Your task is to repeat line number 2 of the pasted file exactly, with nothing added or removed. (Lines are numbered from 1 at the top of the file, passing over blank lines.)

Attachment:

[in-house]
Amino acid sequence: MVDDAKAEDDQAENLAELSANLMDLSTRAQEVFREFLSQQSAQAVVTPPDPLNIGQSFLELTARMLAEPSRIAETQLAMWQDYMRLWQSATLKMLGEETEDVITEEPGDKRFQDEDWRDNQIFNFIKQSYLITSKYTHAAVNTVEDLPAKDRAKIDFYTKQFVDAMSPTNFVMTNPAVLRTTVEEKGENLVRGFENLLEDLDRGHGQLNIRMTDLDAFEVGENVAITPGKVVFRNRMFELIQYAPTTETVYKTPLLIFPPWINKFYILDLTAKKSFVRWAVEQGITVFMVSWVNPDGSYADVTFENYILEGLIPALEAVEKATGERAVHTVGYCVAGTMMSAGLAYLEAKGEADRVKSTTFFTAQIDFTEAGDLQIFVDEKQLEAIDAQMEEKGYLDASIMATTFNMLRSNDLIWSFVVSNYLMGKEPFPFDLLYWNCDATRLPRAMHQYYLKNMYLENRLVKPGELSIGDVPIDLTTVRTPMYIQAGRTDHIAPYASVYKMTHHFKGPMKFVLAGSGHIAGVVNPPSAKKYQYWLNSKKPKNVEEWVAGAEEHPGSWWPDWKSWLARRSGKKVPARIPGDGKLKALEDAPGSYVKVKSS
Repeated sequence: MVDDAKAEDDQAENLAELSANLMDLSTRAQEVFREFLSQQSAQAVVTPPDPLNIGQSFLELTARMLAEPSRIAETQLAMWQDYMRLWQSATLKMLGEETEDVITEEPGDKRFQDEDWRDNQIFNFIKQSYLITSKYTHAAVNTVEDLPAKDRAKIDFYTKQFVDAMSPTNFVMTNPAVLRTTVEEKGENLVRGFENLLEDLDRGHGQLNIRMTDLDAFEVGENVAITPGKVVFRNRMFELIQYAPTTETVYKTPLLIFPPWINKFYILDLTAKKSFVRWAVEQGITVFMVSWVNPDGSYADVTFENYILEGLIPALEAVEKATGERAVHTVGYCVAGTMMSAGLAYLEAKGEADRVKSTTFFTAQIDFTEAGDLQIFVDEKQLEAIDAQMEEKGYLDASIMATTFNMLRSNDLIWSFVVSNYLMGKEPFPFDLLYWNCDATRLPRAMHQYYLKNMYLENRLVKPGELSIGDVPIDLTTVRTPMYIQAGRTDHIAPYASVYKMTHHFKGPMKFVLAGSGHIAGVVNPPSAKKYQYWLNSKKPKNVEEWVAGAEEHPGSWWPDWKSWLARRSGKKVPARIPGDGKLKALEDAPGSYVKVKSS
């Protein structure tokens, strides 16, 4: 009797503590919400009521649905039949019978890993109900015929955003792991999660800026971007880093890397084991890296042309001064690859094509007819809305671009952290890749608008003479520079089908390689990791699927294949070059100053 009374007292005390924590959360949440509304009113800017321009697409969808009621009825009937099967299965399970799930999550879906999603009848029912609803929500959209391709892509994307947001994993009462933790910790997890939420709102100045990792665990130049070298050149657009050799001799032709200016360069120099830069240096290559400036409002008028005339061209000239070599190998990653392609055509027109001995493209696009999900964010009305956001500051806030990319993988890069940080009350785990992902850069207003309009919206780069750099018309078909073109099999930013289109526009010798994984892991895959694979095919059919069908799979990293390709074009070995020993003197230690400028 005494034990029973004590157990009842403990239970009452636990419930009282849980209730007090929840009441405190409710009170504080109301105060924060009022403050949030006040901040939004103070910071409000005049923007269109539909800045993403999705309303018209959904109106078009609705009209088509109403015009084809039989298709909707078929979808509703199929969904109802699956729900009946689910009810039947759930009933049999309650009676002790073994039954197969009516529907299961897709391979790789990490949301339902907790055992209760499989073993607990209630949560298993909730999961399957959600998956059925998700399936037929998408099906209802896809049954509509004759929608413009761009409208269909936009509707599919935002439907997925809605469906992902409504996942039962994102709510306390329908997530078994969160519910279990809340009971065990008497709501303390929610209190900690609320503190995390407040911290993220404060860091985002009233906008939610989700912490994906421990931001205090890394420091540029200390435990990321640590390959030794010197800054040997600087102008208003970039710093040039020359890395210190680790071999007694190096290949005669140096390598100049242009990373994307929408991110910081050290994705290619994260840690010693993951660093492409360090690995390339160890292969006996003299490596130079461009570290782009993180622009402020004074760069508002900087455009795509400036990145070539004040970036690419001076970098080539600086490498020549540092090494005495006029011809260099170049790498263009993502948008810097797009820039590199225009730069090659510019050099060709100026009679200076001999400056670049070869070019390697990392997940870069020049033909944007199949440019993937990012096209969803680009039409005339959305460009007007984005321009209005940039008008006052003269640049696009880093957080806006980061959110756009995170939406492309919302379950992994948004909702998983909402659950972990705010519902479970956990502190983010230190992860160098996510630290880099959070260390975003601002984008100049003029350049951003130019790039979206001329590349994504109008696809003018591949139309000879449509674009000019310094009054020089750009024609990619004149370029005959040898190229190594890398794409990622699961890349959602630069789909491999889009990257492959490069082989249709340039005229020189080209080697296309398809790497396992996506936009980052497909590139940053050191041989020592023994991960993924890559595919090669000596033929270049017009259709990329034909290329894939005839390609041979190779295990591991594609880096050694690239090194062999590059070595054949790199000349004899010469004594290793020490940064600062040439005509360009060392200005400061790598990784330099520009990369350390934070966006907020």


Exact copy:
Amino acid sequence: MVDDAKAEDDQAENLAELSANLMDLSTRAQEVFREFLSQQSAQAVVTPPDPLNIGQSFLELTARMLAEPSRIAETQLAMWQDYMRLWQSATLKMLGEETEDVITEEPGDKRFQDEDWRDNQIFNFIKQSYLITSKYTHAAVNTVEDLPAKDRAKIDFYTKQFVDAMSPTNFVMTNPAVLRTTVEEKGENLVRGFENLLEDLDRGHGQLNIRMTDLDAFEVGENVAITPGKVVFRNRMFELIQYAPTTETVYKTPLLIFPPWINKFYILDLTAKKSFVRWAVEQGITVFMVSWVNPDGSYADVTFENYILEGLIPALEAVEKATGERAVHTVGYCVAGTMMSAGLAYLEAKGEADRVKSTTFFTAQIDFTEAGDLQIFVDEKQLEAIDAQMEEKGYLDASIMATTFNMLRSNDLIWSFVVSNYLMGKEPFPFDLLYWNCDATRLPRAMHQYYLKNMYLENRLVKPGELSIGDVPIDLTTVRTPMYIQAGRTDHIAPYASVYKMTHHFKGPMKFVLAGSGHIAGVVNPPSAKKYQYWLNSKKPKNVEEWVAGAEEHPGSWWPDWKSWLARRSGKKVPARIPGDGKLKALEDAPGSYVKVKSS